These days, it feels like we’re told 100 times a day about our pressing need to “find our passion” or “do what you love.”
This can often feel like empty advice and an empty pursuit.
Because that elusive needle in a hay stack we’re searching for, is exactly that: elusive.
Lately I’ve been thinking that reversing the thought exercise might actually be more helpful:
Instead of focusing on finding your “passion” or “love”, focus on identifying and eliminating the aspects of your life you dislike.
More often than not we struggle to articulate or predict what we want or like. But in my experience, I’m far more capable of accurately identifying things I definitely don’t like.
For example, I’ve been working as a software designer for about 7 years now.
Coming out of college I had zero idea software design was even a thing. Instead I went through more than a handful of jobs I didn’t like (and was brutally honest with myself about whether or not I was enjoying the roles).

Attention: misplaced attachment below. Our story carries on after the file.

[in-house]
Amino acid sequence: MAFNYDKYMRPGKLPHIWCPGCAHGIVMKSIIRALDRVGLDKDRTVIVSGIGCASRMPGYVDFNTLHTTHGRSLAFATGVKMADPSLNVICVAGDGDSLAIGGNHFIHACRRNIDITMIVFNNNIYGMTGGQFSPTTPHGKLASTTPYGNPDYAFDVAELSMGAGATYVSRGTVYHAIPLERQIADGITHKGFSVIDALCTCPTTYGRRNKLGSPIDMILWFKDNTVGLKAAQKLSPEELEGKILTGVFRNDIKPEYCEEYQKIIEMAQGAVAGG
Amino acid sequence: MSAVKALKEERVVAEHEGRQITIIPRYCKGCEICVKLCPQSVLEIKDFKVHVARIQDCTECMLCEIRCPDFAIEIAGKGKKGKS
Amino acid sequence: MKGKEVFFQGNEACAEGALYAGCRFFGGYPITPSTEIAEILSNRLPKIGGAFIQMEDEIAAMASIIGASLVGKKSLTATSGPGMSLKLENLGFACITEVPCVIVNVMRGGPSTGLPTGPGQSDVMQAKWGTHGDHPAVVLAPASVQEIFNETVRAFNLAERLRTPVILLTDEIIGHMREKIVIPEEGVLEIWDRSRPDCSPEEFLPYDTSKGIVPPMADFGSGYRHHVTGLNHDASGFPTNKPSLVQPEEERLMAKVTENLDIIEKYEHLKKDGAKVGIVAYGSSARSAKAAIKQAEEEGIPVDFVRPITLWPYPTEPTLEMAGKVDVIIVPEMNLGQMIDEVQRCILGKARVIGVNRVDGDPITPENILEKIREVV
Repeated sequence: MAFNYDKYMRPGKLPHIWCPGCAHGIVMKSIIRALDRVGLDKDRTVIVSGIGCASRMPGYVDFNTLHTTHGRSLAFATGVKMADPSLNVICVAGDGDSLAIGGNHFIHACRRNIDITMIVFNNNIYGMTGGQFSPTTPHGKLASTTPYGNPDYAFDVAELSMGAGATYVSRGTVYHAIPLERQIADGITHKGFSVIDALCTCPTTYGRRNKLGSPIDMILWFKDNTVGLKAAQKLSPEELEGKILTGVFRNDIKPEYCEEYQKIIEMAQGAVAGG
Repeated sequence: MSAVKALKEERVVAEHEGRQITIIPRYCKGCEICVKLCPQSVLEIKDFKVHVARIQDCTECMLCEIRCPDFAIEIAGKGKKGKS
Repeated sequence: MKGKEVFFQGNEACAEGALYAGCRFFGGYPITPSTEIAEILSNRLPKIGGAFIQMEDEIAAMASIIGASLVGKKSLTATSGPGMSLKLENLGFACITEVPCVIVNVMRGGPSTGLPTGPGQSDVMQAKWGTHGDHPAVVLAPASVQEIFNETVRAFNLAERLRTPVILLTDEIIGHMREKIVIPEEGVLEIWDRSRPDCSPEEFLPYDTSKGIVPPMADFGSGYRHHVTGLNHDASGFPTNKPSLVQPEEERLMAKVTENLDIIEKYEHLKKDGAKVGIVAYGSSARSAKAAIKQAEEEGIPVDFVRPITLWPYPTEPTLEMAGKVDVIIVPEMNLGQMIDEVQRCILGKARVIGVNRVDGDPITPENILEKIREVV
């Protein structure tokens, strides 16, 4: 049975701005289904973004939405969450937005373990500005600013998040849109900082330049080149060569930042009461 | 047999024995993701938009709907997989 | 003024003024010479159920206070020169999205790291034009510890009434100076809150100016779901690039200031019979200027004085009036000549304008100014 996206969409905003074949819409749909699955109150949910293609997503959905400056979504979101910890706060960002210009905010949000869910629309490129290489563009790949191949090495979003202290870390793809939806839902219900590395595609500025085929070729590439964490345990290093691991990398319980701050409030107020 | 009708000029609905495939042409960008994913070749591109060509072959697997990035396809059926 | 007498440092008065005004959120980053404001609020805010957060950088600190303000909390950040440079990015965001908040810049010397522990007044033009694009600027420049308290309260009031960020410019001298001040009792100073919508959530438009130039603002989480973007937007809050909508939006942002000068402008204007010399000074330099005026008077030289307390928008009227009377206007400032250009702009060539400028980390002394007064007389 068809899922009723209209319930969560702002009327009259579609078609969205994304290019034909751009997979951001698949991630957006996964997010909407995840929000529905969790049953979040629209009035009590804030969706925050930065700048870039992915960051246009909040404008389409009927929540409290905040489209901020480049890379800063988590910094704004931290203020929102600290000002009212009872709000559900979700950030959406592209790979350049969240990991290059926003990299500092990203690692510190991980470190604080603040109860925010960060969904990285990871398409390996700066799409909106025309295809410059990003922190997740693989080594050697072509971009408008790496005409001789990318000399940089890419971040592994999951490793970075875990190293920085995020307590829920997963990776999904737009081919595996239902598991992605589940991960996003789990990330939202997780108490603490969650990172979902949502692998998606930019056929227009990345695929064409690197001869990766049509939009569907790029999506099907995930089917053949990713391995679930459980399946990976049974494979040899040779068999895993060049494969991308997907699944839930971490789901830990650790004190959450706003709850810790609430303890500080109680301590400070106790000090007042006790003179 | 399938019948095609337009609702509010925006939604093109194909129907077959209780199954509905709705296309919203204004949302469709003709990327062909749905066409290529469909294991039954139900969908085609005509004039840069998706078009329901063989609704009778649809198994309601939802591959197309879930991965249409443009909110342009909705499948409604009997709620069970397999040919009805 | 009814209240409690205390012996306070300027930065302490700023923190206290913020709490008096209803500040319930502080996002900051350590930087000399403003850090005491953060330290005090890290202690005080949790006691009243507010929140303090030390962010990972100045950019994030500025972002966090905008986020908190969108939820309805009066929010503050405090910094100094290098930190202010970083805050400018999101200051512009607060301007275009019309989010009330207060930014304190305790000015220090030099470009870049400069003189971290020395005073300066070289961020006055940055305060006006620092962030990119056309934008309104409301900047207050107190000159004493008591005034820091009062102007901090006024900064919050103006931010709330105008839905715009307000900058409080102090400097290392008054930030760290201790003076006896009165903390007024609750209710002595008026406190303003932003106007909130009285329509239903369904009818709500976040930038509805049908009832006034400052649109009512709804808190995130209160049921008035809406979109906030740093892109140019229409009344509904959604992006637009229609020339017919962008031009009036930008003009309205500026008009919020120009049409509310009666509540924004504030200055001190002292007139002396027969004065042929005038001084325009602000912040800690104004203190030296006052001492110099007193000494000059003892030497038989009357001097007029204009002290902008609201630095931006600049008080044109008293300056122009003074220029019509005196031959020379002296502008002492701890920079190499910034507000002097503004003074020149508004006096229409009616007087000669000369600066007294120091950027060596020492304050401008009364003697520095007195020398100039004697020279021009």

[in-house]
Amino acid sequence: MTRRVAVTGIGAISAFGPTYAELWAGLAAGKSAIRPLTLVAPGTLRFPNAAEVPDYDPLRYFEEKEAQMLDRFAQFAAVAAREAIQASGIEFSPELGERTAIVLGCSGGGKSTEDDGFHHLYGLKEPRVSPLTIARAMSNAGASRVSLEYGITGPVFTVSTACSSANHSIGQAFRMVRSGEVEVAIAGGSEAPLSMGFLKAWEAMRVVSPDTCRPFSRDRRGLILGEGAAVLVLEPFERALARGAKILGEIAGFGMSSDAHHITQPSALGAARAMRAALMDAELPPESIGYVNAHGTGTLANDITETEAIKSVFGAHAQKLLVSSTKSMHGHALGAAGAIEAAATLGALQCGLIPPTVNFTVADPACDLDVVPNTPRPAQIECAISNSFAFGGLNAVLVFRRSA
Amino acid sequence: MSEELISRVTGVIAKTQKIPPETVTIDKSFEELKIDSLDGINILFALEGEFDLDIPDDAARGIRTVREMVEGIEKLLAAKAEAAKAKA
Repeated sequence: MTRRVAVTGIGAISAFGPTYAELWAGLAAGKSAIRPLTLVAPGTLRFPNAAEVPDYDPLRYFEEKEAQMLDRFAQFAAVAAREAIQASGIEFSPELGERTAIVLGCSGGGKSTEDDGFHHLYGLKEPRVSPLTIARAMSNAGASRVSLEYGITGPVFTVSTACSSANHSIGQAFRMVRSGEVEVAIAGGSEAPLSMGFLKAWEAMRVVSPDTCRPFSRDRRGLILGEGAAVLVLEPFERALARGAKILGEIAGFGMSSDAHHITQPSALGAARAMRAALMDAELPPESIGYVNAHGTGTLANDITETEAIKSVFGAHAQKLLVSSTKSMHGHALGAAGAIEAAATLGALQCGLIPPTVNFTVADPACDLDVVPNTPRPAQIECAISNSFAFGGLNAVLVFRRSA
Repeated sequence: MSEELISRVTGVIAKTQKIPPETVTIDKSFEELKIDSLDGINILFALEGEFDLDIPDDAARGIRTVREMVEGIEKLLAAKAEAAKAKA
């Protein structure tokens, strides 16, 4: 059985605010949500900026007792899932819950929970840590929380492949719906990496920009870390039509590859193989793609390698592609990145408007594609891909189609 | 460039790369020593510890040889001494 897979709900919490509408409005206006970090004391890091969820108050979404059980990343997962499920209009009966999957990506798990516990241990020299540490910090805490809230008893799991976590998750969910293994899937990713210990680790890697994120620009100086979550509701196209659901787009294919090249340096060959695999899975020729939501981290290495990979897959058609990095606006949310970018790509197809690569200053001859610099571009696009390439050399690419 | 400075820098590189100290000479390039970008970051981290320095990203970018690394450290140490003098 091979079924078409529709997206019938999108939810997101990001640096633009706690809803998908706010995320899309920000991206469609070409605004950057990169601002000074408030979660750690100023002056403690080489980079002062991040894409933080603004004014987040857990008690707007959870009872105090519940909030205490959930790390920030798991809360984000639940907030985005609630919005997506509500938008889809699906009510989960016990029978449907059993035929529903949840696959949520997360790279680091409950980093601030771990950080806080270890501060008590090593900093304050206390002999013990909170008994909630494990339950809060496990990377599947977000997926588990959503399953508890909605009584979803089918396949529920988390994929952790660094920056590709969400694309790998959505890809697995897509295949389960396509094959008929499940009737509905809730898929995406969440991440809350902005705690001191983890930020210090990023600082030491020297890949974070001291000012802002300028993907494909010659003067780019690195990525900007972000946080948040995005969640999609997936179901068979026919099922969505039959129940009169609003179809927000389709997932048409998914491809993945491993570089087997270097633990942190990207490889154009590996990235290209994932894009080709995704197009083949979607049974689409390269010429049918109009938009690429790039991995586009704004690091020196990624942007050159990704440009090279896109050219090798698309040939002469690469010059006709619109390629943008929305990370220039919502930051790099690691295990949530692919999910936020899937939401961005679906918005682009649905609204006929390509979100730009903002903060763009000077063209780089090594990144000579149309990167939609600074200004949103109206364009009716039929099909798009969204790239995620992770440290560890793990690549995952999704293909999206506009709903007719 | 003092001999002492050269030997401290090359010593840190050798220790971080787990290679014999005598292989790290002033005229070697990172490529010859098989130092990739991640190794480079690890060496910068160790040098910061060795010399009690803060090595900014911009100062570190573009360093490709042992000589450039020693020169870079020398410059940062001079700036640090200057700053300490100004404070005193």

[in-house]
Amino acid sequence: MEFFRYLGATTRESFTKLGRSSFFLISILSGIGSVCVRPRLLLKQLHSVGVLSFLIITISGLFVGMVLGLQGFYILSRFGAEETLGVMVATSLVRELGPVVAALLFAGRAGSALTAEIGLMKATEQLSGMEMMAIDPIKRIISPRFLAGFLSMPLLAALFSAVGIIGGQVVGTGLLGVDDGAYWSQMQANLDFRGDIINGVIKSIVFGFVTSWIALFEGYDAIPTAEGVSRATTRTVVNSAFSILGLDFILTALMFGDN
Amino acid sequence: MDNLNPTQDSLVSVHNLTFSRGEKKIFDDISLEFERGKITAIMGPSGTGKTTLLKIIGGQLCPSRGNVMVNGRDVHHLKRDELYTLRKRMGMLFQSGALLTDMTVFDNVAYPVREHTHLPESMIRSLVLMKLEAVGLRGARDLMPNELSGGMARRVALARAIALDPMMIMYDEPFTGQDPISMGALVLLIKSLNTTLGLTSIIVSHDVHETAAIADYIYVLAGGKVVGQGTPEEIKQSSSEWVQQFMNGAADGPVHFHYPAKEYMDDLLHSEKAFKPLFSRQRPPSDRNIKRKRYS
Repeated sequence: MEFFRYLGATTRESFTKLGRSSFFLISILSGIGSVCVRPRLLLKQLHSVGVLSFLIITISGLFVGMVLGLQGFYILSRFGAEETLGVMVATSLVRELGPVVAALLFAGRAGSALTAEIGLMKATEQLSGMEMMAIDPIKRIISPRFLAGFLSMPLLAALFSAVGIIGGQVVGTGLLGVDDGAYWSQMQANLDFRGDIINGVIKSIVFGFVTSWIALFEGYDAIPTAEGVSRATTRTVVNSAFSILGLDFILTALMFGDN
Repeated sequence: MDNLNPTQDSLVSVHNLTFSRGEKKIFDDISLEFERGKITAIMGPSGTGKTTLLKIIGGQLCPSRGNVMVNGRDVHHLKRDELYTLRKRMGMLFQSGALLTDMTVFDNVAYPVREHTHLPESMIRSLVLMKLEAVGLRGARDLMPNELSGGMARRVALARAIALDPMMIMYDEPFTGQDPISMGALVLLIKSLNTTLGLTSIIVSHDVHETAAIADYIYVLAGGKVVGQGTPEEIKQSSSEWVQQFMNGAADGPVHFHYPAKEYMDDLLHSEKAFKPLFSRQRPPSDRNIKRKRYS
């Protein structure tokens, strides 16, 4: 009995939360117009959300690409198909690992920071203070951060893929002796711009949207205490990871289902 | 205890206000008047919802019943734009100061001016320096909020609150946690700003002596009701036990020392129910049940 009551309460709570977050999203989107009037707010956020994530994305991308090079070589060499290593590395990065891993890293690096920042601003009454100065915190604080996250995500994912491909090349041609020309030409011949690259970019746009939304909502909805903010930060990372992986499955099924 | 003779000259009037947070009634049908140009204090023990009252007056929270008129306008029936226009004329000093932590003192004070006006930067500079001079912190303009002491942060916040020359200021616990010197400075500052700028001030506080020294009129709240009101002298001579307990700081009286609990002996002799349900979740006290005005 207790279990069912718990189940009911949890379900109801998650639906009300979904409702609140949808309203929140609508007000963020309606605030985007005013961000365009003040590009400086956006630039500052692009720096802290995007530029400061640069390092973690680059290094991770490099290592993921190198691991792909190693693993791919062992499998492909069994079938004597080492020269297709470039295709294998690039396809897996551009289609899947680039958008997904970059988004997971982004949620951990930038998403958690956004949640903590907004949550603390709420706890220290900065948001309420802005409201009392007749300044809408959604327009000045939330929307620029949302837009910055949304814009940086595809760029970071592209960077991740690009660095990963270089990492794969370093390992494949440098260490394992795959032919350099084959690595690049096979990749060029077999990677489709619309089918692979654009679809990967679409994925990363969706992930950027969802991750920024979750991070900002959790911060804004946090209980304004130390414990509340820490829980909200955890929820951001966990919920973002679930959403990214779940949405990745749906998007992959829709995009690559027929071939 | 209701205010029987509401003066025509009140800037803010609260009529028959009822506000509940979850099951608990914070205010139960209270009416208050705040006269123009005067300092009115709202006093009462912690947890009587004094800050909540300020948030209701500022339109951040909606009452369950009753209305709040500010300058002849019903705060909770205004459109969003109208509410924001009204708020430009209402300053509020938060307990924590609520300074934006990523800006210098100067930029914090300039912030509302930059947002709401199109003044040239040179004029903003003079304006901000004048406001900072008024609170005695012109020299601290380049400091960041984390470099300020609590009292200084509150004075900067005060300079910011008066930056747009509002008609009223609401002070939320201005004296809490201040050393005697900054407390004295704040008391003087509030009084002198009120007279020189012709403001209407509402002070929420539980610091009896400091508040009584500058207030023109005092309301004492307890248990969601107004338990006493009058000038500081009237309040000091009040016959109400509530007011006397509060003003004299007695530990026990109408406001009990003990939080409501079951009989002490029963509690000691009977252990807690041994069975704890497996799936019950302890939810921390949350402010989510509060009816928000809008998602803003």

A job I could tolerate was the goal, loving a job was too far of a stretch for me.
And through process of elimination, I began spiraling ever closer to that elusive target like a satellite falling out of orbit, I found myself in roles I started to hate less and less.
It’s so much easier to identify things you don’t like than “things you’re willing to suffer for” (ie. the actual definition for passion).
You’ll never find the needle by diving into the pile of hay.
The only way to find it is to focus on clearing the hay away one handful at the time.
Keep it up long enough and the only thing left will be elusive needle.
(And what may be the most surprising is that more often than not, the need (our passion) comes in a much different form than what we thought we were looking for all along.)